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Given that religion is in the news in a very polarizing manner as of late, perhaps it is prudent timing to have this rollicking glimpse into a fictional convent on stage right now at Stage West Calgary.
A broad farce of human nature set behind religious trappings, Drinking Habits is both a wordplay on the dress of nuns, and a nod to this particular order’s penchant for brewing up a little bit of illicit vino to help keep their convent afloat.
Utilizing every element of classic farces in the tool chest, playwright Tom Smith takes familiar stereotypes of the Christian faith and blends them with intrepid journalism (fake news?) to provide hearty and continual laughs, once the cast has been introduced, and the scene set.
I’ll have my official Calgary Herald review next week to follow this one, so just a few highlights here:
The Sisters Of Perpetual Sewing is a very small order, barely scraping by, alongside an even smaller neighbouring parish. A note from Rome arrives to indicate there may be some scrutiny, and if necessary, both may be closed if not found sufficiently worthy (profitable).
Cue the paranoia around who the spy will be, the elaborate schemes to catch him or her in the act, add slamming doors and mistaken identities, and you have all those aforementioned farce elements, just then requiring an able cast to draw the audience along in a convincing enough manner.
Here, director J. Sean Elliott has outdone himself, populating this little world with a stable of talent that brings exceptional comic timing to Smith’s well-conceived story - it’s worth noting that there’s already a sequel to this fun-fest, and an award. The play picked up the Robert J. Pickering Award for Excellence in Playwriting in 2004.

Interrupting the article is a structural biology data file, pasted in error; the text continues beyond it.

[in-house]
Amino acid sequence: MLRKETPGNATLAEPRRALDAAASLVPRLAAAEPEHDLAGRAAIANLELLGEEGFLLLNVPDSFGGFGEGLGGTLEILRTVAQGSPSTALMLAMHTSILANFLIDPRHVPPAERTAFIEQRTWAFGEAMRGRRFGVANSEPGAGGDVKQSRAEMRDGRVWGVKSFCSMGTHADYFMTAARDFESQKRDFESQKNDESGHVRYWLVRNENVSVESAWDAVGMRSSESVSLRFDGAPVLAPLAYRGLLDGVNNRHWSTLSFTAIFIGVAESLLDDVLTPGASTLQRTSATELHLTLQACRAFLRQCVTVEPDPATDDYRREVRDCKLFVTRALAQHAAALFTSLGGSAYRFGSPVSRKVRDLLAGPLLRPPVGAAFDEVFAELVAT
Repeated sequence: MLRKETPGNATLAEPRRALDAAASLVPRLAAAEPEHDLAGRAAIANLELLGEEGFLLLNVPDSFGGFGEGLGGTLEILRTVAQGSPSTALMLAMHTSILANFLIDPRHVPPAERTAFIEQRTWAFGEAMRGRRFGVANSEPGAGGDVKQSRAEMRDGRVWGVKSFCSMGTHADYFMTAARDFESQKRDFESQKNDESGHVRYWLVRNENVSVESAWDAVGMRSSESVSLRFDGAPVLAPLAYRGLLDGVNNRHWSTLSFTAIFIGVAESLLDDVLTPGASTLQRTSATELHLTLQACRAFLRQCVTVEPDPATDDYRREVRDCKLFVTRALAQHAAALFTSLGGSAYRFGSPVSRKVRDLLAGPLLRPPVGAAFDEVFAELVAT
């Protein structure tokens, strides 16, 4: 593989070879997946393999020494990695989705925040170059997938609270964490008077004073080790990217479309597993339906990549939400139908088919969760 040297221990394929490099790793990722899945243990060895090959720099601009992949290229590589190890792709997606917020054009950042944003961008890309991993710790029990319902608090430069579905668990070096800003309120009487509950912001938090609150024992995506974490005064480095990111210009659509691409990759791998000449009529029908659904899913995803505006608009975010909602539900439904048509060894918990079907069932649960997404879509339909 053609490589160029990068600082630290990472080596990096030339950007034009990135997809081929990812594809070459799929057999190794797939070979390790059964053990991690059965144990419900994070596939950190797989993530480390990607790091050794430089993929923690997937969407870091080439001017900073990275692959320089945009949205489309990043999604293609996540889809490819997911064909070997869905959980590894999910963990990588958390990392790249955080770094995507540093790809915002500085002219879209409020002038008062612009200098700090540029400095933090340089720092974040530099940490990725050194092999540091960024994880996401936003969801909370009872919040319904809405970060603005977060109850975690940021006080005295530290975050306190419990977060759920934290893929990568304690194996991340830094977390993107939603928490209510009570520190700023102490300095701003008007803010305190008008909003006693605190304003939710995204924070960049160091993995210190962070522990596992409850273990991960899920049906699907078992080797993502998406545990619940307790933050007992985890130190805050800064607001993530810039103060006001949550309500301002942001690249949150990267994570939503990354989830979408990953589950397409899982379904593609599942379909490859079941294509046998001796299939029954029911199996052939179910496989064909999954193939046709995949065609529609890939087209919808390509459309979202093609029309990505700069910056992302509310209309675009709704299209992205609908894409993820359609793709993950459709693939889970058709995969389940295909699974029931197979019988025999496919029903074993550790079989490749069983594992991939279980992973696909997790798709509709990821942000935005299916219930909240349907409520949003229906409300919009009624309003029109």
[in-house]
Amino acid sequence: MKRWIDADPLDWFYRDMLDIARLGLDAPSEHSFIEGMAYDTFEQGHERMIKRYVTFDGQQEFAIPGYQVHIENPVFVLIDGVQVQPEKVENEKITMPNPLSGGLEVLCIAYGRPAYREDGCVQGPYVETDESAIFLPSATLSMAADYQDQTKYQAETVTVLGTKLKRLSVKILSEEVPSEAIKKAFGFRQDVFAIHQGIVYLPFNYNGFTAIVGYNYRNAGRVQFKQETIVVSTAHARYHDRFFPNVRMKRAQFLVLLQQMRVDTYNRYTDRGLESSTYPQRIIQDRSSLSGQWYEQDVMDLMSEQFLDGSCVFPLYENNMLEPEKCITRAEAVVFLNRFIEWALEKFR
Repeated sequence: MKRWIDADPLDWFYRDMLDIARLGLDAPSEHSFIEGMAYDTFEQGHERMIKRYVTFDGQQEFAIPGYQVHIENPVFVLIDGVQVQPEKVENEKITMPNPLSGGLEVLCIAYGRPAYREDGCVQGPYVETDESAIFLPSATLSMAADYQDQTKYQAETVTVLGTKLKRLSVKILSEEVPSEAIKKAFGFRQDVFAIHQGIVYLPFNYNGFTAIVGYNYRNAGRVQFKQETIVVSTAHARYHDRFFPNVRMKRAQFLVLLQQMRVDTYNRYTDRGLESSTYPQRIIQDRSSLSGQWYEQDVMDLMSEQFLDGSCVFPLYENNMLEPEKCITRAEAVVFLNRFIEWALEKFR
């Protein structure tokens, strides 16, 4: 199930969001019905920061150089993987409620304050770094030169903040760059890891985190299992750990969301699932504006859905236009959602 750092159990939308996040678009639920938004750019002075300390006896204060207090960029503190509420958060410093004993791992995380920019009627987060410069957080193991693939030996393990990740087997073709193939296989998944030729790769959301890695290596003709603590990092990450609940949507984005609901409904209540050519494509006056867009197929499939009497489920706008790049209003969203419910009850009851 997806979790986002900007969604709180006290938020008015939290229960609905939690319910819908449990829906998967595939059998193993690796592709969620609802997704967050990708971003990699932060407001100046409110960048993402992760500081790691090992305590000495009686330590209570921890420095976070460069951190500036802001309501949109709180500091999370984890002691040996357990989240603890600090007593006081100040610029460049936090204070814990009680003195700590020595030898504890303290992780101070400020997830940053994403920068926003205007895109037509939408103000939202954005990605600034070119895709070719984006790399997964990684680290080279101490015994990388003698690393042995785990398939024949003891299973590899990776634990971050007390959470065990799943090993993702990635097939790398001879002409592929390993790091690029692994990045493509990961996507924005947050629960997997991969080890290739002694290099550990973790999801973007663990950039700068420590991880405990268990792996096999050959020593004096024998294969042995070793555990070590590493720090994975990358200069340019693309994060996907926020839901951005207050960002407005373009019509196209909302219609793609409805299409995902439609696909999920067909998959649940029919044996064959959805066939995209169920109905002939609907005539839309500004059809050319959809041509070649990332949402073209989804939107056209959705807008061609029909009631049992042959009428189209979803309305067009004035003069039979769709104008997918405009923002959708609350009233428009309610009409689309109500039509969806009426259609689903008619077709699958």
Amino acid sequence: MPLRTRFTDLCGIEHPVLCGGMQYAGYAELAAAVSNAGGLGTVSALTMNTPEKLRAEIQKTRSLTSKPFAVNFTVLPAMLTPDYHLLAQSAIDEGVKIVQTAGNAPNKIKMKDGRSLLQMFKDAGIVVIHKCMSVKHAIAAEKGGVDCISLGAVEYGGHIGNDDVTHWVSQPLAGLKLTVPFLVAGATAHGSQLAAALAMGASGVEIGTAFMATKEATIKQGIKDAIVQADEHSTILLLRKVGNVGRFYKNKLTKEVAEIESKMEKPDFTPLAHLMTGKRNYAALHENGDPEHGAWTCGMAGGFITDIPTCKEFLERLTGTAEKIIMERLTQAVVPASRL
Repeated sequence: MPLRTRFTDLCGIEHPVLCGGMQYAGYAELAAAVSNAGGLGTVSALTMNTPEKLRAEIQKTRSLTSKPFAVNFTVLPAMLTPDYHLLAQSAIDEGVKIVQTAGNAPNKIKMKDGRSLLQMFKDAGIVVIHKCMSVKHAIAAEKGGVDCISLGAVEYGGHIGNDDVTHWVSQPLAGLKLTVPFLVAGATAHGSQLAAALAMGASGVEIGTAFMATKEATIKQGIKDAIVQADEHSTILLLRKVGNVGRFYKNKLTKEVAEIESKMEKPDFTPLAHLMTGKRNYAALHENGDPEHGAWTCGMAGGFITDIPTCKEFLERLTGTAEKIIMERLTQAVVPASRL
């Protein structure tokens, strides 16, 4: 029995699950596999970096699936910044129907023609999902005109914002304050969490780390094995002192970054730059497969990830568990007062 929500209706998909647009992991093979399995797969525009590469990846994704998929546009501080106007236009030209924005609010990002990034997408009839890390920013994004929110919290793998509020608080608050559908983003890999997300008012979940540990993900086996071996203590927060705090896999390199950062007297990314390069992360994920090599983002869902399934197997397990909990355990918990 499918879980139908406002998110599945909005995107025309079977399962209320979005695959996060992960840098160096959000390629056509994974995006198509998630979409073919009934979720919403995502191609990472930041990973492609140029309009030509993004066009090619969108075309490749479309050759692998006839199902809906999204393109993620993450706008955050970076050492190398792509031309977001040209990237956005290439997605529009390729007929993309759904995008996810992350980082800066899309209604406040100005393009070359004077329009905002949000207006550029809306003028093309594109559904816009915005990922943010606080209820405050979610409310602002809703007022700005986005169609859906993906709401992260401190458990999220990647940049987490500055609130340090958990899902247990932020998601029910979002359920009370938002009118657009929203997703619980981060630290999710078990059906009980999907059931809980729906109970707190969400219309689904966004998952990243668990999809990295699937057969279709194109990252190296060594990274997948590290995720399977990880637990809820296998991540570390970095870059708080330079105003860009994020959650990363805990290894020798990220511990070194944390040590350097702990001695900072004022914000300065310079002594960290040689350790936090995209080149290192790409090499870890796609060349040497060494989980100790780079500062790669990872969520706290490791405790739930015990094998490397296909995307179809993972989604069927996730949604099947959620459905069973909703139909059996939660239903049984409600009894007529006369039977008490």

Photos courtesy Stage West Calgary
Alphabetically, the cast includes Al Braatz as George, the gentle-natured, goofy groundskeeper that gets recruited into Mother Superior’s plan to root out the holy spy sent to investigate. But he ends up having an even greater deception that plays into the results.
Natascha Girgis is Sister Augusta, one of the two denizens of the sparsely populated convent - and she is a delight in every aspect of her role here. Whether that may be conspiring to keep the illicit wine business on the down-low, or as she develops her detective skills to make sense of the added population introduced by happenstance from afar, Girgis draws plenty of belly-laughs from a well written role.
Charlie Gould is Sally, the runaway bride bent on elevating her journalistic career to a rightful place, or basically any place aside from where she has been languishing in that effort. She goes undercover in the convent with determination. And a nun’s habit…
Elinor Holt is a marvellous Mother Superior, somewhat oblivious to what her fellow nuns have been doing behind her back, but well determined to prevent whatever that might be from coming to an abrupt end. To that end, she directs espionage to out the spies that would be right home in an episode of TV’s Get Smart.
Robert Klein is Father Chenille of the tiny parish next door, wrought with anguish that he is about to be replaced by a younger priest. Jeremy LaPalme is Sally's partner in the undercover press, Paul - also her ex-fiancé, but maybe not so ex as she might be thinking.
Esther Purves-Smith is the other nun in the order, and her Achilles Heel appears to be a lack of any ability to lie, which plays out towards the build-up to the finale in a scene-stealing display of emotion.
The final element is Sister Mary Catherine (Arielle Rombough), who is not quite yet a nun, but she’s still very vital to how this all unfolds. It is after all a puzzle that must fit together for the twists and turns at the end, which may be there on display all along for intrepid mystery fans in the audience.
Based on the laughter last night, I think this stands out as one of the strongest farces in recent memory.
5 out of 5 stars.
Link back here when the official Calgary Herald review is out!